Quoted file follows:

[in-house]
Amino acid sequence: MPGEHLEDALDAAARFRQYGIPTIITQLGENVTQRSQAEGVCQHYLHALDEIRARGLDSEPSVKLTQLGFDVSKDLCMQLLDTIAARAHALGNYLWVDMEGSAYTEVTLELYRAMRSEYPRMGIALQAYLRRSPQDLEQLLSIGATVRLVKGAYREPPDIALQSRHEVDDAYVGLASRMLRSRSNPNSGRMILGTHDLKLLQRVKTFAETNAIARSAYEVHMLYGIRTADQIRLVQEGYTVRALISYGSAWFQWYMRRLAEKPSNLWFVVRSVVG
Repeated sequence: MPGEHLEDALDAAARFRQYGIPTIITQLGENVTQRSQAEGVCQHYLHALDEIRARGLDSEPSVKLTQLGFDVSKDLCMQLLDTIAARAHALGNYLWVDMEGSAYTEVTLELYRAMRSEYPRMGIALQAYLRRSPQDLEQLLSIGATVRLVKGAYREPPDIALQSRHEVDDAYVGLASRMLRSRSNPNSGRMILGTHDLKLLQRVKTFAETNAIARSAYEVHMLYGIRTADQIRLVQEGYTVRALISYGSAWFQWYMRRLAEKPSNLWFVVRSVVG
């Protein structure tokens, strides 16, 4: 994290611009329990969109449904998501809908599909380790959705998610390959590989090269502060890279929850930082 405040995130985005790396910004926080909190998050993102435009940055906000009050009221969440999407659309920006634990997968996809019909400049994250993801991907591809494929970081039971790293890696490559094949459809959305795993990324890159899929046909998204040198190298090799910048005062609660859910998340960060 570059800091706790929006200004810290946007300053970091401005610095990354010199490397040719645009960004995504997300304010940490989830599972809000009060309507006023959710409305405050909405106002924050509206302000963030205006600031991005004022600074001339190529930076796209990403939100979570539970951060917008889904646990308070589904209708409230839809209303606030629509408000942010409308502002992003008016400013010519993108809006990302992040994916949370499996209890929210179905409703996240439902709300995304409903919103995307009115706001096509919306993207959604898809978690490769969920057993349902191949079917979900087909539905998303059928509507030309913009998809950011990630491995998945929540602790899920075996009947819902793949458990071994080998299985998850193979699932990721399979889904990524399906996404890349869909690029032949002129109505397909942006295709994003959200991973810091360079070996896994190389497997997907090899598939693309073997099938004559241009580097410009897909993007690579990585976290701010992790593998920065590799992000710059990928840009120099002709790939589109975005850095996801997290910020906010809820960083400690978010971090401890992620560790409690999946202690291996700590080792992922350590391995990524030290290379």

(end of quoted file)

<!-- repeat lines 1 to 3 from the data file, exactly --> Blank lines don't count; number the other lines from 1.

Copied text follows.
[in-house]
Amino acid sequence: MPGEHLEDALDAAARFRQYGIPTIITQLGENVTQRSQAEGVCQHYLHALDEIRARGLDSEPSVKLTQLGFDVSKDLCMQLLDTIAARAHALGNYLWVDMEGSAYTEVTLELYRAMRSEYPRMGIALQAYLRRSPQDLEQLLSIGATVRLVKGAYREPPDIALQSRHEVDDAYVGLASRMLRSRSNPNSGRMILGTHDLKLLQRVKTFAETNAIARSAYEVHMLYGIRTADQIRLVQEGYTVRALISYGSAWFQWYMRRLAEKPSNLWFVVRSVVG
Repeated sequence: MPGEHLEDALDAAARFRQYGIPTIITQLGENVTQRSQAEGVCQHYLHALDEIRARGLDSEPSVKLTQLGFDVSKDLCMQLLDTIAARAHALGNYLWVDMEGSAYTEVTLELYRAMRSEYPRMGIALQAYLRRSPQDLEQLLSIGATVRLVKGAYREPPDIALQSRHEVDDAYVGLASRMLRSRSNPNSGRMILGTHDLKLLQRVKTFAETNAIARSAYEVHMLYGIRTADQIRLVQEGYTVRALISYGSAWFQWYMRRLAEKPSNLWFVVRSVVG